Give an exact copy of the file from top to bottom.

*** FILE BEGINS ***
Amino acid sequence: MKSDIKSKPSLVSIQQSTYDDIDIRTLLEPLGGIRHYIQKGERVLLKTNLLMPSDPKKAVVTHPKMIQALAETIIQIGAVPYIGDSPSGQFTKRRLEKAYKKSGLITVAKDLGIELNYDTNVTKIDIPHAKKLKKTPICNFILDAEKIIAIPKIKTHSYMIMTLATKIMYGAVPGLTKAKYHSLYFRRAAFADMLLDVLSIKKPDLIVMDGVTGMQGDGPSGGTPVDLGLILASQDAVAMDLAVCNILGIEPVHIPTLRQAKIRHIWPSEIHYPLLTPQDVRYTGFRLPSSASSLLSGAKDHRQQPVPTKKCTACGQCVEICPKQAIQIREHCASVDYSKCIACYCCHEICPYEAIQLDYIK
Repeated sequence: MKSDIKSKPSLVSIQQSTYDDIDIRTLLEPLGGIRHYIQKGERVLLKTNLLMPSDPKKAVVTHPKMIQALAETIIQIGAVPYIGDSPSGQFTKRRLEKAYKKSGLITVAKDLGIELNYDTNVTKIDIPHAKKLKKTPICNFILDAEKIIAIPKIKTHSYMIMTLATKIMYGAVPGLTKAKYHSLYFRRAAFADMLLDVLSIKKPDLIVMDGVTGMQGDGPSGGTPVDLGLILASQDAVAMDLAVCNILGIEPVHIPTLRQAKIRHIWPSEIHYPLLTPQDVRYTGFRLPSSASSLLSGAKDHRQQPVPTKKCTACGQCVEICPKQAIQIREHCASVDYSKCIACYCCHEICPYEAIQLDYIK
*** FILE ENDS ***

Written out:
Amino acid sequence: MKSDIKSKPSLVSIQQSTYDDIDIRTLLEPLGGIRHYIQKGERVLLKTNLLMPSDPKKAVVTHPKMIQALAETIIQIGAVPYIGDSPSGQFTKRRLEKAYKKSGLITVAKDLGIELNYDTNVTKIDIPHAKKLKKTPICNFILDAEKIIAIPKIKTHSYMIMTLATKIMYGAVPGLTKAKYHSLYFRRAAFADMLLDVLSIKKPDLIVMDGVTGMQGDGPSGGTPVDLGLILASQDAVAMDLAVCNILGIEPVHIPTLRQAKIRHIWPSEIHYPLLTPQDVRYTGFRLPSSASSLLSGAKDHRQQPVPTKKCTACGQCVEICPKQAIQIREHCASVDYSKCIACYCCHEICPYEAIQLDYIK
Repeated sequence: MKSDIKSKPSLVSIQQSTYDDIDIRTLLEPLGGIRHYIQKGERVLLKTNLLMPSDPKKAVVTHPKMIQALAETIIQIGAVPYIGDSPSGQFTKRRLEKAYKKSGLITVAKDLGIELNYDTNVTKIDIPHAKKLKKTPICNFILDAEKIIAIPKIKTHSYMIMTLATKIMYGAVPGLTKAKYHSLYFRRAAFADMLLDVLSIKKPDLIVMDGVTGMQGDGPSGGTPVDLGLILASQDAVAMDLAVCNILGIEPVHIPTLRQAKIRHIWPSEIHYPLLTPQDVRYTGFRLPSSASSLLSGAKDHRQQPVPTKKCTACGQCVEICPKQAIQIREHCASVDYSKCIACYCCHEICPYEAIQLDYIK